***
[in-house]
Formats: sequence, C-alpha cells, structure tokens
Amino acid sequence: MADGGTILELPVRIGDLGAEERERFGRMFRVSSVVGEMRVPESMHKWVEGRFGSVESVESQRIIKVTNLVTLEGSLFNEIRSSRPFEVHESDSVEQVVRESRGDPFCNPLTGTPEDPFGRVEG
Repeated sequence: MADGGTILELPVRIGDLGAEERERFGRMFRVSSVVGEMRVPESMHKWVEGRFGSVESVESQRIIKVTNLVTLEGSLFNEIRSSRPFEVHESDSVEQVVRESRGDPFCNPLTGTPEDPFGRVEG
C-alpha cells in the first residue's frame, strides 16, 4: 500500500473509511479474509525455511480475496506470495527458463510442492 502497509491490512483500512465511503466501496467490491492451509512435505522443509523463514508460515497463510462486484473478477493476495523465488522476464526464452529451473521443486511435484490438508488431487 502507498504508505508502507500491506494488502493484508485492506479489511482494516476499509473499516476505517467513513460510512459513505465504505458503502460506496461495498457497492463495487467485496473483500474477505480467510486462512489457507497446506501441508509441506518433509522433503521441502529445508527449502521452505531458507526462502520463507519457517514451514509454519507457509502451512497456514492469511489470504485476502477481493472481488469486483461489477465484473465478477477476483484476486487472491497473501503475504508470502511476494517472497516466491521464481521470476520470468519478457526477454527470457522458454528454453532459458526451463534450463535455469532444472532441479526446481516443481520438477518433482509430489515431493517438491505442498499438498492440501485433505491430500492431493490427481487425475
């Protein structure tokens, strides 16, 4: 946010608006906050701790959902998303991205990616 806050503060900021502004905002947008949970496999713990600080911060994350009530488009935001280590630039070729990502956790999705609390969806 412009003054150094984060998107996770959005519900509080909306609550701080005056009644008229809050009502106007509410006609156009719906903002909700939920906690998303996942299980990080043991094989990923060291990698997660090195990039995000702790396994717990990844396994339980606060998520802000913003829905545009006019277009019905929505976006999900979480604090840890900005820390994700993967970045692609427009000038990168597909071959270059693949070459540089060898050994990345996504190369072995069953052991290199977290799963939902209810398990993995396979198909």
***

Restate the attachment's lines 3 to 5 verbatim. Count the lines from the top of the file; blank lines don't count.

Amino acid sequence: MADGGTILELPVRIGDLGAEERERFGRMFRVSSVVGEMRVPESMHKWVEGRFGSVESVESQRIIKVTNLVTLEGSLFNEIRSSRPFEVHESDSVEQVVRESRGDPFCNPLTGTPEDPFGRVEG
Repeated sequence: MADGGTILELPVRIGDLGAEERERFGRMFRVSSVVGEMRVPESMHKWVEGRFGSVESVESQRIIKVTNLVTLEGSLFNEIRSSRPFEVHESDSVEQVVRESRGDPFCNPLTGTPEDPFGRVEG
C-alpha cells in the first residue's frame, strides 16, 4: 500500500473509511479474509525455511480475496506470495527458463510442492 502497509491490512483500512465511503466501496467490491492451509512435505522443509523463514508460515497463510462486484473478477493476495523465488522476464526464452529451473521443486511435484490438508488431487 502507498504508505508502507500491506494488502493484508485492506479489511482494516476499509473499516476505517467513513460510512459513505465504505458503502460506496461495498457497492463495487467485496473483500474477505480467510486462512489457507497446506501441508509441506518433509522433503521441502529445508527449502521452505531458507526462502520463507519457517514451514509454519507457509502451512497456514492469511489470504485476502477481493472481488469486483461489477465484473465478477477476483484476486487472491497473501503475504508470502511476494517472497516466491521464481521470476520470468519478457526477454527470457522458454528454453532459458526451463534450463535455469532444472532441479526446481516443481520438477518433482509430489515431493517438491505442498499438498492440501485433505491430500492431493490427481487425475